Red Sox Debate: Brighter MLB future – Andrew Benintendi or Aaron Judge
By Sean Penney
Benintendi enters the day hitting .272/.343/.427 with eight home runs, 31 RBI, eight steals and a 0.8 WAR. He leads all qualified major league rookies who aren’t named Judge in OBP, OPS, hits, RBI, steals and WAR.
While Judge has benefited from good fortune on balls hit in play, the opposite can be said of Benintendi. His .284 BABIP is below league average and well below his minor league rates. We can’t expect him to match the .367 BABIP from his 34 game sample in the big leagues last year, although splitting the difference between that and his current rate seems reasonable.
Also supporting the notion that Benintendi’s batting average should be on the rise is that he rarely strikes out. His 14.3 K% ranks 16th in the league and is less than half of Judge’s staggering rate.
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Few players hit the ball as hard as Judge, yet Benintendi’s 34.8 Hard% is still pretty solid. Nearly half of Benintendi’s contact is rated at a medium level, while his 15.7 Soft% isn’t far off from Judge (14.4%). Essentially this means that while Benny doesn’t have Judge’s massive power potential, he’s not getting by with cheap hits either – another reason to believe his average will rise.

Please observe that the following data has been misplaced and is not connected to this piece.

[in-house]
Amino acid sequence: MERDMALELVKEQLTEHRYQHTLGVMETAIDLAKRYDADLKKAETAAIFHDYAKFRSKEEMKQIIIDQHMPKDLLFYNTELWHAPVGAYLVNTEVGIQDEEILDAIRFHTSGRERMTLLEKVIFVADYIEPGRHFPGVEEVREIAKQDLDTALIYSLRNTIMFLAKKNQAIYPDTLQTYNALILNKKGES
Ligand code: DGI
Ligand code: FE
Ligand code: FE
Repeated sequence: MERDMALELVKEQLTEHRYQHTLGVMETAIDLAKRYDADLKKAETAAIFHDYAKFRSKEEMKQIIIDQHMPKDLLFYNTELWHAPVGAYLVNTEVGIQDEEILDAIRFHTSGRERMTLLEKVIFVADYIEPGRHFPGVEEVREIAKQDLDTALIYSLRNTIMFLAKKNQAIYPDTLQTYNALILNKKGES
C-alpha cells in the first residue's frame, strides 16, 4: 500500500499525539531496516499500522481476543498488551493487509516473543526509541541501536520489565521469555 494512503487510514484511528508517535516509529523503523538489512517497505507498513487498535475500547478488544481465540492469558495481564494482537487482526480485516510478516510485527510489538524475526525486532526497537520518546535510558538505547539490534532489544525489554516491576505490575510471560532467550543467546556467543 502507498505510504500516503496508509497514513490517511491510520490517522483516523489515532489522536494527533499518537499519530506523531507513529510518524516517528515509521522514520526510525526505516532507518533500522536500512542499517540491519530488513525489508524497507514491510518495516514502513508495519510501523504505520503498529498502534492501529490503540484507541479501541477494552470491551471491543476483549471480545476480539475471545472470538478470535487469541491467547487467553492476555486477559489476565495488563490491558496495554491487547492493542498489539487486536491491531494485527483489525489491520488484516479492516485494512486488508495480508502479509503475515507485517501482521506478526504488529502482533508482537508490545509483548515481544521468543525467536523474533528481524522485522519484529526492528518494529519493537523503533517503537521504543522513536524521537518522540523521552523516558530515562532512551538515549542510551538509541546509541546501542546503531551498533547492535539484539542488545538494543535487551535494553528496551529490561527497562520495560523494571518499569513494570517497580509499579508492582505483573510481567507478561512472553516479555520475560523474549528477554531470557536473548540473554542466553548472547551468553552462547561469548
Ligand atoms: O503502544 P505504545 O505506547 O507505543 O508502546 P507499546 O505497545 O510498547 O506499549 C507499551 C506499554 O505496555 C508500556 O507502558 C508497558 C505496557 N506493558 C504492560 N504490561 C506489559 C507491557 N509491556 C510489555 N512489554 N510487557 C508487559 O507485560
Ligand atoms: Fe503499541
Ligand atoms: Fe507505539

Benintendi isn’t a big time home run hitter but he’s still on pace for 20+ homers, while also adding value on the base paths with an equal pace for stolen bases. Only nine major league hitters bashed 20+ homers and swiped 20+ bases last year, benchmarks Benintendi could easily reach as a rookie. He may even make a run at the 25/25 club, an exclusive group that only Trout, Mookie Betts and Wil Myers were a part of last year. To give you an idea of the types of players that reach that level, all three were All-Stars, Trout was an MVP and Betts was the runner-up. Not bad company to be in if Benny can get there.
One area that Benintendi has been a disappointment is in the field, at least according to some advanced defensive metrics. He has -2 defensive runs saved and a -1 UZR to go along with a pair of errors. Judge has also committed two errors but he rates above-average with 6 defensive runs saved and a 2.7 UZR.
Benny is a natural center fielder who has all the tools to become a good defensive player. His lackluster defensive metrics may partially be the result of learning a new position in left field, as well as the challenge of playing in the shadow of Fenway Park’s towering Green Monster.